Emerging markets hit 20-month high. A widely anticipated US interest rate hike combined with a dovish outlook for the future path of rates lifted emerging stocks to 20-month highs yesterday but also prompted a number of developing central banks to tighten monetary policy.
“Emerging markets are in a sweet spot,” said Inan Demir, senior emerging market economist at Nomura.
“This was the best scenario indeed, because the Fed is confident enough to hike, confident enough in the US economic performance but it also doesn’t sound in the mood to take away the punch bowl.” The normalisation of Fed monetary policy also pushed some emerging market central banks to follow suit: China’s central bank increased short-term interest rates for the third time this year in a move seen aimed at curbing capital outflows and supporting the yuan. Hong Kong, which pegs its currency to the US dollar, raised benchmark interest rate by a quarter point. Four Gulf central banks — Saudi Arabia, Qatar, the United Arab Emirates, Kuwait and Bahrain, also with currencies pegged or loosely tied to the dollar, also raised interest rates.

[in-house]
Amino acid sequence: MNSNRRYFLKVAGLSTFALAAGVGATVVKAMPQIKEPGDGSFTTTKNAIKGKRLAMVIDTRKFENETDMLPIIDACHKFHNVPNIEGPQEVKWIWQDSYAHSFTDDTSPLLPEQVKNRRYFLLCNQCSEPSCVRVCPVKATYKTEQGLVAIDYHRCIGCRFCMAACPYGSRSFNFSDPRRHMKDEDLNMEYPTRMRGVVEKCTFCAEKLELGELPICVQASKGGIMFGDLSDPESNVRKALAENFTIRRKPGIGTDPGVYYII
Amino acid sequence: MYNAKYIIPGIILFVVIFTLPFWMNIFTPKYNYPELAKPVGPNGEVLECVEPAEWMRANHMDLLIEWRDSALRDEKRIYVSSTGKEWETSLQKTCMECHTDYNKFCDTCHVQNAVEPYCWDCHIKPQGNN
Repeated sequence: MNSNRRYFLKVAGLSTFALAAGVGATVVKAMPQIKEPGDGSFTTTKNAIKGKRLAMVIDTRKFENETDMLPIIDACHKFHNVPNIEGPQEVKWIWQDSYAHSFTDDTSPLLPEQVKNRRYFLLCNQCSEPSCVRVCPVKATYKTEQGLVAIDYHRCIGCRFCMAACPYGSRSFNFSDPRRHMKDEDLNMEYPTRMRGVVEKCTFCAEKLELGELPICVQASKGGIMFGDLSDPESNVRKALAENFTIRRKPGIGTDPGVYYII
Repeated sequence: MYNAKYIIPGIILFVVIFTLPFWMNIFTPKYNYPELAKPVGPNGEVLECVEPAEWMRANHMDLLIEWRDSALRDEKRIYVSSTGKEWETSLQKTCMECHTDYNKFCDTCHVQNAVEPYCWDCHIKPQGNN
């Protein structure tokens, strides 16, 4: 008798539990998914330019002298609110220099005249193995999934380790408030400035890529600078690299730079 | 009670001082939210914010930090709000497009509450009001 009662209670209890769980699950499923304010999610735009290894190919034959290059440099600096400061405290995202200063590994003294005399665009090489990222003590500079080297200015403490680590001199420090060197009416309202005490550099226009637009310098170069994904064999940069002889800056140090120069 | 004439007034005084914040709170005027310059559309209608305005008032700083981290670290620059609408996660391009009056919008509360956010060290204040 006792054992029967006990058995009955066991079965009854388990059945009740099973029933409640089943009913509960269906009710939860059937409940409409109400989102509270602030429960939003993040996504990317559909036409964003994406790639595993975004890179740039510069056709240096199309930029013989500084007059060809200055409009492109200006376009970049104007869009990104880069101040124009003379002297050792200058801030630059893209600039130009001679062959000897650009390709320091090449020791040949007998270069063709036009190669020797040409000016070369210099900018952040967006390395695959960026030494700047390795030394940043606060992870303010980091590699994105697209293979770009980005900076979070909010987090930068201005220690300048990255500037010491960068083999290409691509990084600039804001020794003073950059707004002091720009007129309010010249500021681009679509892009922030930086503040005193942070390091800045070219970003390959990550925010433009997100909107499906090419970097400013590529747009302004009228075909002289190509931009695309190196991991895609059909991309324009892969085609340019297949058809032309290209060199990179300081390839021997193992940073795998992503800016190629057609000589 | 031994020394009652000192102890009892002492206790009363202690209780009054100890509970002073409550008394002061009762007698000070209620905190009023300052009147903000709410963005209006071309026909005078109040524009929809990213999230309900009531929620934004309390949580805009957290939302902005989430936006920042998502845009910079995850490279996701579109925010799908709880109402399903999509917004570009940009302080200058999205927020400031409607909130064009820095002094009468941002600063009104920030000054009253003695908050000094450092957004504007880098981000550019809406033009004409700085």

Investors are awaiting the outcome of a central bank meeting in Turkey where a large external deficit makes it vulnerable to higher US borrowing costs. After jumping nearly 2% in the wake of the Fed meeting, the lira slipped 0.4% yesterday. Analysts widely expect the central bank to stay put on benchmark rates but anticipate a possible hike in the late liquidity window, the facility though which it funds banks.
“A token rate hike in the late liquidity window is possible, maybe 25 bps or maybe 50 bps, but after having seen the lira performance last night the chances of no change have increased as well,” said Nomura’s Demir.
Indonesia’s central bank, also scheduled to release its latest decision late yesterday, is expected to keep its benchmark interest rate unchanged in a bid to spur economic growth.